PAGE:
Also sometimes called "Township Jive",
this South African township music was
first popularized in the 60's.

Johnny Clegg and the Mahatolla Queens
are good examples of this sound.



Morna:
from Cape Verde is a soulful genre
often sung in Creole-Portuguese and
played in a minor key emotional tone,
mixing sentimental folk tunes filled
with longing and sadness with the
acoustic sounds of guitar, cavaquinho,
violin, accordian, and clarinet.




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Palm Wine:
music originates in the tropical
Sierra Leone located on the the
far West coast of Africa.
Typical to the Palm Wine sound
is the light and airy guitar riffs
originally played on acoustic guitar
accompanied by traditional percussion
instruments.

Palm Wine is the sweet milky sap
extracted from the palm tree.

It ferments quickly and is a popular
drink at bars and dance halls, as
well as at social occasions where the
music originated.



Rai:
Youthful pop music from Algeria.
Rai's typical themes of love and
drinking have brought Rai singers
in conflict with Islamic militants.


Reggae:
Originally from Jamaica, this
internationally played sound
dominated by bass, drums,
(or often drum machine), and
guitar chops is associated with
the Rastsafarian religion,
liberation politics, and ganga.



Salsa:
New York Puerto Rican adaption
of Afro-Cuban music.



Samba:
The basic underlying rhythm that
typifies most Brazilian music.



Samba Reggae:
(pronounced sam-ba heg-gay),
grew out of the blocos afros
(Black carnival associations)
a tradition begun in 1974 in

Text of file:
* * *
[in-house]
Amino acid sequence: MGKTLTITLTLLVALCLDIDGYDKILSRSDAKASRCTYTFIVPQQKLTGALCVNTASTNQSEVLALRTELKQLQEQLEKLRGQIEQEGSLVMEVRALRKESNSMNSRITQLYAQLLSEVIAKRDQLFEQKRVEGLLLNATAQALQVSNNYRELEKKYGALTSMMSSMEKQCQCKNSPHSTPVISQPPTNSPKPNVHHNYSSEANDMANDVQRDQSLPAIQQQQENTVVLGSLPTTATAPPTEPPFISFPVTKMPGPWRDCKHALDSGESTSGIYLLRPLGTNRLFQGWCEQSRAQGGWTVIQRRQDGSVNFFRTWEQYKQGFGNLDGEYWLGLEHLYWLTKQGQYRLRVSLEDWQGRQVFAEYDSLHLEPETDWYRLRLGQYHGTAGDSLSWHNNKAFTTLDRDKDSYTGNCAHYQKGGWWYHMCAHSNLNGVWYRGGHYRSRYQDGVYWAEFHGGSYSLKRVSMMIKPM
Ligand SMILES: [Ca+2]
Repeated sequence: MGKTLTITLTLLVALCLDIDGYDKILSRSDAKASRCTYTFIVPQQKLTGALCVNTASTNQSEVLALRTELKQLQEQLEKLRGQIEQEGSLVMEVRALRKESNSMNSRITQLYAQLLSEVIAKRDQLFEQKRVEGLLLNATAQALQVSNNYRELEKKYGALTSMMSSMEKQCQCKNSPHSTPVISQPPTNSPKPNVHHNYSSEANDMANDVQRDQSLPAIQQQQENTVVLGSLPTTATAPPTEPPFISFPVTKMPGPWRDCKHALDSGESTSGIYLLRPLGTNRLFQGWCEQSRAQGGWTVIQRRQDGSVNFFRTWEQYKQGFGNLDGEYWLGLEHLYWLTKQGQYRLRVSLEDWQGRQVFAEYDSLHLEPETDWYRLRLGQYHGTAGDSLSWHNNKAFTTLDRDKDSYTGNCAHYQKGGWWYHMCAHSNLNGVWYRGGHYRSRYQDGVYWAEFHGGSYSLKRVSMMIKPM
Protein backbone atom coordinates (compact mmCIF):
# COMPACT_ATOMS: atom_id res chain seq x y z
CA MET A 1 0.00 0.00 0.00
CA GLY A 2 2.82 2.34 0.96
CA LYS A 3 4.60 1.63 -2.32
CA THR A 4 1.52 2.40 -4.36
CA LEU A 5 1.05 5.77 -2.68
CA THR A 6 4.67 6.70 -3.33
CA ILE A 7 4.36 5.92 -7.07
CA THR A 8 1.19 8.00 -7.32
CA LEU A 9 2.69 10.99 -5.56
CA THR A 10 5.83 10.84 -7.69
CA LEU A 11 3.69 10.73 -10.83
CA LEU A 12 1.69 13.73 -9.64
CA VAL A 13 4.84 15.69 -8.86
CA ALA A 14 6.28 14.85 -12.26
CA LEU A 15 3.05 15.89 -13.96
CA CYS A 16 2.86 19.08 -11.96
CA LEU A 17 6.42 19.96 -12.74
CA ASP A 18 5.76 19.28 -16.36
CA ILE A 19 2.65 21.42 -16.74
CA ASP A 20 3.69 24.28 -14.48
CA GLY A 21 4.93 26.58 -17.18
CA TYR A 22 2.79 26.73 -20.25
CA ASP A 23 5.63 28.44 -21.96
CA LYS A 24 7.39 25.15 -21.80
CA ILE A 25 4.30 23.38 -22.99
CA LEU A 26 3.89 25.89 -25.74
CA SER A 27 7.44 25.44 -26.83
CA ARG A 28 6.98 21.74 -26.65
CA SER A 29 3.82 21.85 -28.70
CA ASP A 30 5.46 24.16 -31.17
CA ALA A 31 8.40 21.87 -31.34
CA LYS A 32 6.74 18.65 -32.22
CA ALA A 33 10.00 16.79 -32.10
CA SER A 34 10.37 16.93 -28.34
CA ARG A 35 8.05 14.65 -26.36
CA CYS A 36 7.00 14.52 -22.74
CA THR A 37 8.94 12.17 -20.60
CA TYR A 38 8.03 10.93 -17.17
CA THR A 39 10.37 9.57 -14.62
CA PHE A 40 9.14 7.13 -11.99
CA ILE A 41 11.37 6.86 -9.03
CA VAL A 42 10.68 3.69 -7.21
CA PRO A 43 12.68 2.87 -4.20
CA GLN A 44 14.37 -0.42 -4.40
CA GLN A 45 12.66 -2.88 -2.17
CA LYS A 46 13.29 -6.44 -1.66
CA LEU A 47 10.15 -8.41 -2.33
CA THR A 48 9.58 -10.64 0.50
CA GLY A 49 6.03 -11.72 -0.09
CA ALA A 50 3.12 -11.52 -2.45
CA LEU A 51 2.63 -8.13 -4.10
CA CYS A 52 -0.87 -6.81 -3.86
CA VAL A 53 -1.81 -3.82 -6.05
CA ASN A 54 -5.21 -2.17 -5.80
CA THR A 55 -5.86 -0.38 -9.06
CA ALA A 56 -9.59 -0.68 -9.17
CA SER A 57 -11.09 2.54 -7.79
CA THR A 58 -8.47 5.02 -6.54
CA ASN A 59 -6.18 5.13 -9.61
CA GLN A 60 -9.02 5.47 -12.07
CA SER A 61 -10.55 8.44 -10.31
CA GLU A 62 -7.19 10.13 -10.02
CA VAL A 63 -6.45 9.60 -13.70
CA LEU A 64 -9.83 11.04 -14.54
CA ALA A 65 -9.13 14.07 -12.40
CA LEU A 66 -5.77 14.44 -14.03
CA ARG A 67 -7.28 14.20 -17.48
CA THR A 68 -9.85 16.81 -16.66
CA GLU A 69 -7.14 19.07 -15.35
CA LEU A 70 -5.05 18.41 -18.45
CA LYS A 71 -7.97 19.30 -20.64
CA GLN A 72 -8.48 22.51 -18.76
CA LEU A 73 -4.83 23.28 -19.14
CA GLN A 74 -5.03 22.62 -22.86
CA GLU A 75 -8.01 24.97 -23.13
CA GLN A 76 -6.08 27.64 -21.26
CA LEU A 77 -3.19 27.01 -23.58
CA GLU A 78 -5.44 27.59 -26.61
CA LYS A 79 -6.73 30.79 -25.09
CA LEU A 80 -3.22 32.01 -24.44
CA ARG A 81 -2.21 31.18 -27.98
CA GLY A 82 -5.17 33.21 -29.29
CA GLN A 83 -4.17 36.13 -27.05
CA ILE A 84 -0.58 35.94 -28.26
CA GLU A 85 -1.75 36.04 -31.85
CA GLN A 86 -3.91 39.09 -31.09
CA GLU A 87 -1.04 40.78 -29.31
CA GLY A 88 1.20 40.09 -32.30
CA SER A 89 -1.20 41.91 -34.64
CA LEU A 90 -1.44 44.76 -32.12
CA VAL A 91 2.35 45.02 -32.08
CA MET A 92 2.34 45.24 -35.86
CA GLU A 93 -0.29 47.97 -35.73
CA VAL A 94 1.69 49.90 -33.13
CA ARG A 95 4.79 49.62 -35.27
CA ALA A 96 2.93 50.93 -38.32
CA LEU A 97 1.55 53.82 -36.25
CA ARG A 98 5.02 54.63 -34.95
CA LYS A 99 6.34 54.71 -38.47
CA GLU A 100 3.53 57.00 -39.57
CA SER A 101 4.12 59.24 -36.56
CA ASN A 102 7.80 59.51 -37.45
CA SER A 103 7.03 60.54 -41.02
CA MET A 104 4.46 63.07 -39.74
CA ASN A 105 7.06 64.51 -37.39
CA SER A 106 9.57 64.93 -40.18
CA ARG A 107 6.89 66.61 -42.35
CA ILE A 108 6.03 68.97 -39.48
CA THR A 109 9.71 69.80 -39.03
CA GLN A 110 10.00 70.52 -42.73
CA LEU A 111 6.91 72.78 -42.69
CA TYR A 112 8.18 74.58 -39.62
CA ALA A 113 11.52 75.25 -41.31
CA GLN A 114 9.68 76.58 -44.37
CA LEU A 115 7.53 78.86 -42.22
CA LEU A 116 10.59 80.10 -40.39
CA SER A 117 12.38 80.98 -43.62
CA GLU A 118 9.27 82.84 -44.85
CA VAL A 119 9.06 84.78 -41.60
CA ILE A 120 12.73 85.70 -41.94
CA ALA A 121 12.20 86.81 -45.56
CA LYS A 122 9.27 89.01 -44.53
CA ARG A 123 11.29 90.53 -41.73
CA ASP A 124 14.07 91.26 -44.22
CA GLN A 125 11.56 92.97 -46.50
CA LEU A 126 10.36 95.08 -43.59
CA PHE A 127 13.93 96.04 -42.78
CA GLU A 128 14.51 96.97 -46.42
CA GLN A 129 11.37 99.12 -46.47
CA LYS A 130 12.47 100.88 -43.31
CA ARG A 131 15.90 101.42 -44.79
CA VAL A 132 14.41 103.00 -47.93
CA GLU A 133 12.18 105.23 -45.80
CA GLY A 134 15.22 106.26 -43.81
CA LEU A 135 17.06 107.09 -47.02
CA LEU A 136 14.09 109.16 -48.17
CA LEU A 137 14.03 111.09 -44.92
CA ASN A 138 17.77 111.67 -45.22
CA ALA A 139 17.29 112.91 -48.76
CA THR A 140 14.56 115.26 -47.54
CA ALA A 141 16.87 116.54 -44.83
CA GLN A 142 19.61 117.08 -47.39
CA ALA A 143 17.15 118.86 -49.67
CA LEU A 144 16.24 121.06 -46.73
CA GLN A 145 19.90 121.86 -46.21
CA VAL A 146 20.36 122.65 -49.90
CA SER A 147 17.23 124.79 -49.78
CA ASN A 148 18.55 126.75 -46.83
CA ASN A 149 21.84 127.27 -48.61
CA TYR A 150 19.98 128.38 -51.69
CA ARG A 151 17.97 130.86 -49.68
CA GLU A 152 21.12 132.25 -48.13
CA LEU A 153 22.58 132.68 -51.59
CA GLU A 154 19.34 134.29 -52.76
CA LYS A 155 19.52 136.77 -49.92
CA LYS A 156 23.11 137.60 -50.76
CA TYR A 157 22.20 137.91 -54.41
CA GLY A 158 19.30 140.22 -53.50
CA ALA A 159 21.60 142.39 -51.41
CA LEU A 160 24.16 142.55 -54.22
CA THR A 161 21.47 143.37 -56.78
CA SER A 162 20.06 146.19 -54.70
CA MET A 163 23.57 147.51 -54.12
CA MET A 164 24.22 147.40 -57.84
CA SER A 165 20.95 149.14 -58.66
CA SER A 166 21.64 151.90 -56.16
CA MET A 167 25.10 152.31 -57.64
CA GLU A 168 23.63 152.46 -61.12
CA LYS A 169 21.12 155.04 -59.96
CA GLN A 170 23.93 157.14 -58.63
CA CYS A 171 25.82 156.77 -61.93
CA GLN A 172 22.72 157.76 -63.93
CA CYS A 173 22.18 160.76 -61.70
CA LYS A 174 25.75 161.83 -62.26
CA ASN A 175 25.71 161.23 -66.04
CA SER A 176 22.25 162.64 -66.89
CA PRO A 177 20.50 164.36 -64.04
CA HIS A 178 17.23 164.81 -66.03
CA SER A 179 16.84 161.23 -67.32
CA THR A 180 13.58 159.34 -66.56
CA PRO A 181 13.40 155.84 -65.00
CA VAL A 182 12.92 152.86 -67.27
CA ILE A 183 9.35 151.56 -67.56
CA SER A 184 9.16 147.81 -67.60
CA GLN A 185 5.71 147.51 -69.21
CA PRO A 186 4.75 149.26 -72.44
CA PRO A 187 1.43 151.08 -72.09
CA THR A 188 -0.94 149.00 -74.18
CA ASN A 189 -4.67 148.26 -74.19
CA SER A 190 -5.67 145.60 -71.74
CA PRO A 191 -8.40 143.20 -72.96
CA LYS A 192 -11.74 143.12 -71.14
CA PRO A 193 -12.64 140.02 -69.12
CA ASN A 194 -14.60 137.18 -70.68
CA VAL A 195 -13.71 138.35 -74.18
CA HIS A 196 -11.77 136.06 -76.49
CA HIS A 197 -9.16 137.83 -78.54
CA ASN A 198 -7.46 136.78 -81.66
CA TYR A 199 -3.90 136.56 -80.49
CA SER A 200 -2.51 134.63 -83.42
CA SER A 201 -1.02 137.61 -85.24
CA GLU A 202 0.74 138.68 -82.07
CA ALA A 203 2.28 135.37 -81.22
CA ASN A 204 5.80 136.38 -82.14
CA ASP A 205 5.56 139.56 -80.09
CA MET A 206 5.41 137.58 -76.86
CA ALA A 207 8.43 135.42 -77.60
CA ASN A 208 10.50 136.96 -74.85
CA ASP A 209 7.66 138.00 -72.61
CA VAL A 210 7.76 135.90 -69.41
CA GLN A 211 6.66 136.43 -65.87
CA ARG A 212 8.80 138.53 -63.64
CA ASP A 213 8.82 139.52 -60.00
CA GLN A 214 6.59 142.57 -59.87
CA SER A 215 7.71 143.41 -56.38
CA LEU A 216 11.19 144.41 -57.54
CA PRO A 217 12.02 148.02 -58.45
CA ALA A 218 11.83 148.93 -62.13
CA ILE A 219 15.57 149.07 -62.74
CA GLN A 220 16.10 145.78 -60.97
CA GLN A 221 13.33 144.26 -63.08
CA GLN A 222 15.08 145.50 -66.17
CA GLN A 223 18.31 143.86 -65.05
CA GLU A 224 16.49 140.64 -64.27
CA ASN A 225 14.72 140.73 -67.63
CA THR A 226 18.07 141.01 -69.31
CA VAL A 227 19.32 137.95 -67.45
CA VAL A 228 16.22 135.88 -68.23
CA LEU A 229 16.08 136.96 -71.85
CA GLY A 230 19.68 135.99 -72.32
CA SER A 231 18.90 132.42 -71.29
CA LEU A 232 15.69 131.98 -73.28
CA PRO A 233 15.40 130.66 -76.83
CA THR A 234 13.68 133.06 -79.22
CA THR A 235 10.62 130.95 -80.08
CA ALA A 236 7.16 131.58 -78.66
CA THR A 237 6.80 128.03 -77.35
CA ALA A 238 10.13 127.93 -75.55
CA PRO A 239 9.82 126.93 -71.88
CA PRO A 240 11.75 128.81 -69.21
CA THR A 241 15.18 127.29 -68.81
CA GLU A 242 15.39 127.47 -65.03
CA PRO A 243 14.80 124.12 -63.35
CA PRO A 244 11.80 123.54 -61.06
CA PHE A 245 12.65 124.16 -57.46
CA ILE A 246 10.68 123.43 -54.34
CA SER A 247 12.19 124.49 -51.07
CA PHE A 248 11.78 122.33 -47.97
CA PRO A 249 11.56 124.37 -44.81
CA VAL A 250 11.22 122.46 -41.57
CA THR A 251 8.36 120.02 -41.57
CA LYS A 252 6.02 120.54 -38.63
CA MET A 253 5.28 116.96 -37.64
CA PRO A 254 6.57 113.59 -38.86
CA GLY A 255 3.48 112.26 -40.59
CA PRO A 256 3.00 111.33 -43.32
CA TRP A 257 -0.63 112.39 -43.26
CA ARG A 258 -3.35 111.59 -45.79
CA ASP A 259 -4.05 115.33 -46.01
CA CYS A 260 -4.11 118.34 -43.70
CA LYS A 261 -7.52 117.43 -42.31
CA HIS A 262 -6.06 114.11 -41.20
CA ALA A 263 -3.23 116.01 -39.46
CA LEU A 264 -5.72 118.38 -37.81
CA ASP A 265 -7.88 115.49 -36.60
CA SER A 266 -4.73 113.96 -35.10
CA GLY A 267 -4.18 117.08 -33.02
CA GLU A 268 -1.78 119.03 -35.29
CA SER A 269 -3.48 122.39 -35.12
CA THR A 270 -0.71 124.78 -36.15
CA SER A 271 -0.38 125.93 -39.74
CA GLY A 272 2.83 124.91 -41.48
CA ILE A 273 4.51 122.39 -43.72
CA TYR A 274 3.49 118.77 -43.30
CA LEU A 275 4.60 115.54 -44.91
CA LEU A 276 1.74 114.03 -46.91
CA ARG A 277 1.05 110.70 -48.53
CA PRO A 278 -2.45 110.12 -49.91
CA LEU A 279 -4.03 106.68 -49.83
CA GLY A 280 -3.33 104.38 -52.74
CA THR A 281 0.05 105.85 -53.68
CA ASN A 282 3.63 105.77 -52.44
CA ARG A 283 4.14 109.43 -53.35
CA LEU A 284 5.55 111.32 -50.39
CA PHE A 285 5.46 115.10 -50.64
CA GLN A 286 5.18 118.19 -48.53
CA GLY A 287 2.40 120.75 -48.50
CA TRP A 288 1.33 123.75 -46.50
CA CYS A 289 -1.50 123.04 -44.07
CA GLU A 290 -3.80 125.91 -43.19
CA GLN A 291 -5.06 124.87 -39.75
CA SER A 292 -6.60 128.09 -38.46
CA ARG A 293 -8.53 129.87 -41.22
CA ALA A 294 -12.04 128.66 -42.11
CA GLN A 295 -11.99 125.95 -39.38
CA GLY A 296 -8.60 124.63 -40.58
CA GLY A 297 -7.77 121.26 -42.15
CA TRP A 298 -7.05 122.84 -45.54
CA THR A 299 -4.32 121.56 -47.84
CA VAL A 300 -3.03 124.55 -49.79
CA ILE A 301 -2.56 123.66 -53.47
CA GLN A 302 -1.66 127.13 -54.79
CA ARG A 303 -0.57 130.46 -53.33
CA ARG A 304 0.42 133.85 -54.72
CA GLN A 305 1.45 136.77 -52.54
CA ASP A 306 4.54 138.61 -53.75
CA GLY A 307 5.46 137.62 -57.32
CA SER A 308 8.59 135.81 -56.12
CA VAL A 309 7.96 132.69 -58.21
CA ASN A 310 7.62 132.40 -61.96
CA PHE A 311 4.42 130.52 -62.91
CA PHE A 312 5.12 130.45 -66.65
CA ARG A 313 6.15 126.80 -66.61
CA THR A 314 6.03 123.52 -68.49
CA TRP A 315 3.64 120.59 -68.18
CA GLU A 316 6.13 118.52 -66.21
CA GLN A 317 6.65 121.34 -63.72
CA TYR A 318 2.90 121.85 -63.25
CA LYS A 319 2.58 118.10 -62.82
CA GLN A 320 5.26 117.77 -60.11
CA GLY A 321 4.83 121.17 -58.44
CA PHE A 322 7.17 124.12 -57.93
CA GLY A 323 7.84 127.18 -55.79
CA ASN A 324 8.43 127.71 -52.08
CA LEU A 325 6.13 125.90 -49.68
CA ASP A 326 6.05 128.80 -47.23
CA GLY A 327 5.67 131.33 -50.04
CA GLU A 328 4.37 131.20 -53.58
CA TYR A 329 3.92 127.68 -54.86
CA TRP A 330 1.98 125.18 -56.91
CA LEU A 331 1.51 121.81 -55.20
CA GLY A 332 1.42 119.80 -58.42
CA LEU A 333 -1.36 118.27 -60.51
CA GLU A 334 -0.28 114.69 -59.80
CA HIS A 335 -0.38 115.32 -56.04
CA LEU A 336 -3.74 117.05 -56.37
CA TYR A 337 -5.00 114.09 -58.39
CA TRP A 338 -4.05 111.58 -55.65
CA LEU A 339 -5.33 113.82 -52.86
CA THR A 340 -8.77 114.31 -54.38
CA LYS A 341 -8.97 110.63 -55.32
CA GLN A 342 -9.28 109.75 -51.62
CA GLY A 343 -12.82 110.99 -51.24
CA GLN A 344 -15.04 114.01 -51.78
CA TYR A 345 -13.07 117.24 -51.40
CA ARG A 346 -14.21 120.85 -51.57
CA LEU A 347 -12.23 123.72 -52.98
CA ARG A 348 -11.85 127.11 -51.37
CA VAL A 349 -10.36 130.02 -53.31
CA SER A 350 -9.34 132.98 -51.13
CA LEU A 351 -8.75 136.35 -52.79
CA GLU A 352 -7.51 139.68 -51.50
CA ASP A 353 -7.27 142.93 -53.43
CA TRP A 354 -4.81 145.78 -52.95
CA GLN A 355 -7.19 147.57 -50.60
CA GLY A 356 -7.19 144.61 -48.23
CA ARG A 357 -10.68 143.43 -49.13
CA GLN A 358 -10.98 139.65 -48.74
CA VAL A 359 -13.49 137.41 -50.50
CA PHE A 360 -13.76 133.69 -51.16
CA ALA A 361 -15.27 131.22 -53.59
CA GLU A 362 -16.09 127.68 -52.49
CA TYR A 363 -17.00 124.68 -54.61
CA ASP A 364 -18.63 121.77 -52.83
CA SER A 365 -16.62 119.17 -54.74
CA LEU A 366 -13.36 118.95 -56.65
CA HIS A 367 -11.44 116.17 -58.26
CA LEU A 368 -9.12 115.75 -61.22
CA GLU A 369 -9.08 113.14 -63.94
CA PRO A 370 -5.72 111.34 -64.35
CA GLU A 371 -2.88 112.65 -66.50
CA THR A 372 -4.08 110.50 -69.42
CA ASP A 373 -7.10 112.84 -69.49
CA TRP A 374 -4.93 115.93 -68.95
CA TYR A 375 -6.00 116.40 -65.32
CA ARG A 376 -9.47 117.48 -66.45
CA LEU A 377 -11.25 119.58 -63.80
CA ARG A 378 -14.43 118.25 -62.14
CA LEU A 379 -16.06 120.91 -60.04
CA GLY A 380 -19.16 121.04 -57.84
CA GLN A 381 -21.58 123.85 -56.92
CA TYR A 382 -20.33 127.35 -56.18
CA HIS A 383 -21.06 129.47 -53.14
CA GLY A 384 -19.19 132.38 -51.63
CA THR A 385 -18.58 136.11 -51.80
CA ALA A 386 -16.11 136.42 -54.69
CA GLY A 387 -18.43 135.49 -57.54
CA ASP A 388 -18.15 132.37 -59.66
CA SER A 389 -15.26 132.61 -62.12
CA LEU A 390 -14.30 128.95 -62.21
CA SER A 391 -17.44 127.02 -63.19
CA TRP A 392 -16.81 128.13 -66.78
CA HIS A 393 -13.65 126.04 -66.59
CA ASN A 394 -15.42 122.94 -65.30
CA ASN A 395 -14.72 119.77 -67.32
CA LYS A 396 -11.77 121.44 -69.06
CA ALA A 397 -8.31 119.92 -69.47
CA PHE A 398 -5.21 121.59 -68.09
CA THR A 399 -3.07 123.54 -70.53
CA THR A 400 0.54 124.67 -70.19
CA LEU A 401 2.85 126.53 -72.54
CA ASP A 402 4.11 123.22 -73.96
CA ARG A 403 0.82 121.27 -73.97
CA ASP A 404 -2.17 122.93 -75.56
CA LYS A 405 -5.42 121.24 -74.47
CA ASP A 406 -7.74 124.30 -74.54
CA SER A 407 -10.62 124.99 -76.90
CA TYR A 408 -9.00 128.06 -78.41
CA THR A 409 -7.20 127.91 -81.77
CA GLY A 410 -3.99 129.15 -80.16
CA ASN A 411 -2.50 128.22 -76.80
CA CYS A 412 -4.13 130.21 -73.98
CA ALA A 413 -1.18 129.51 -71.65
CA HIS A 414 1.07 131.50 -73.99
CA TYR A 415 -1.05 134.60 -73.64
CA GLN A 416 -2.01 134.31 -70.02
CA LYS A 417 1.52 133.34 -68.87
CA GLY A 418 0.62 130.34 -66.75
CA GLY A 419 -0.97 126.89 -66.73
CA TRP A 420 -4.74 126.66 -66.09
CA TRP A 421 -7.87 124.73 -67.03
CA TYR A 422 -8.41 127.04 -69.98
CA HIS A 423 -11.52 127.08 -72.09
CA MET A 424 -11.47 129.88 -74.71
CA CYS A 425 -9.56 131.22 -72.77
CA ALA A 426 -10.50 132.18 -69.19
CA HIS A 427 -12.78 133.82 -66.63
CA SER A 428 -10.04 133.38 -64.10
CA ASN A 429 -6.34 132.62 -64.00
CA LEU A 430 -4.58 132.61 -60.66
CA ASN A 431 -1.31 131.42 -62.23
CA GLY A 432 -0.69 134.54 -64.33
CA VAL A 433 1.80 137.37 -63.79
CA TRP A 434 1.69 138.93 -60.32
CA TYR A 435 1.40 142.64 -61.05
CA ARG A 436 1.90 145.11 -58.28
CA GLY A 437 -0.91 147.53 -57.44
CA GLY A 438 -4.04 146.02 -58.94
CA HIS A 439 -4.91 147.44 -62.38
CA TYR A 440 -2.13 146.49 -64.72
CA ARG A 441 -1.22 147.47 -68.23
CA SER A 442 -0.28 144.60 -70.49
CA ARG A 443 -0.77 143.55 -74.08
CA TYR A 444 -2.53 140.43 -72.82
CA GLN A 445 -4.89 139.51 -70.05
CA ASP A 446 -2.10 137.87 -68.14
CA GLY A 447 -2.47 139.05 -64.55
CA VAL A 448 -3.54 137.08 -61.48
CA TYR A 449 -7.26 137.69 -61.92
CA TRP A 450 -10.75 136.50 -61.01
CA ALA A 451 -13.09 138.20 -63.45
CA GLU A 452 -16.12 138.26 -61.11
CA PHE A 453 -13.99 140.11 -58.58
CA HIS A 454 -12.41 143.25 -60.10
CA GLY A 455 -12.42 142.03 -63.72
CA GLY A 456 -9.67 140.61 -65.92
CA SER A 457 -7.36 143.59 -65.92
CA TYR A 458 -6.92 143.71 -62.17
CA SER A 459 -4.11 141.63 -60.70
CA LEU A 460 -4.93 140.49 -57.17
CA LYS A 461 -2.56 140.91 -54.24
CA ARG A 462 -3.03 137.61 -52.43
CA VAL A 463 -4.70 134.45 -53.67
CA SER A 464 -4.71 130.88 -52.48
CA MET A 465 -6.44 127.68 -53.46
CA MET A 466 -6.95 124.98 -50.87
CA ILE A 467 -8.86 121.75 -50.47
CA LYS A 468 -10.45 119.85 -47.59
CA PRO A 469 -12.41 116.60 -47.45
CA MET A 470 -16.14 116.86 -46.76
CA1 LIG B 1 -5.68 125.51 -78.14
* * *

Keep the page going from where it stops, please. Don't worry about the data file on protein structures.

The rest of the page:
Bahia, Salvador.

The Bahian Carnival Associations
with their afoxe,
(pronounced ah-fo-shay),
drum sections are similiar to
Rio's samba schools, with many
surdos,
(big bass drums of varying sizes)
and repineques,
(smaller, high pitched drums),
comprising the bulk of the rhythm
section.

Olodum is one of the first groups
to popularize the sound.




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SOCA:
comes from combining the words
"soul" and "calypso",
is modern Trinidadian pop music.



Soukous:
is a musical style that grew out
of '50s Cuban rhumba music mixing
the kwassa kwassa dance rhythm with
zouk and rhumba.
Many African artists, originally
from the Congo (or Zaire), relocated
to Paris, which became a popular
expatriate community for them, and
where they are mostly still based.



Wassoulou:
a musical style from Mali typified
by a strong Arabic feel along with
the sound of the scraping karinyang,
women play the fle, a calabash strung
with cowrie shells, which they spin
and throw into the air in time to the
music.



Were:
A Muslim style of music performed
most often as a wake-up call for
early breakfast and prayers during
Ramadan celebrations.



Zouk:
Creole slang word for "party."
Modern hi-tech Antillean music
produced mostly in Paris.



Copyright 1995-1998 Janet Planet



EMAIL
jplanet@africanmusic.org




African Music Encyclopedia
http://africanmusic.org/glossary.html/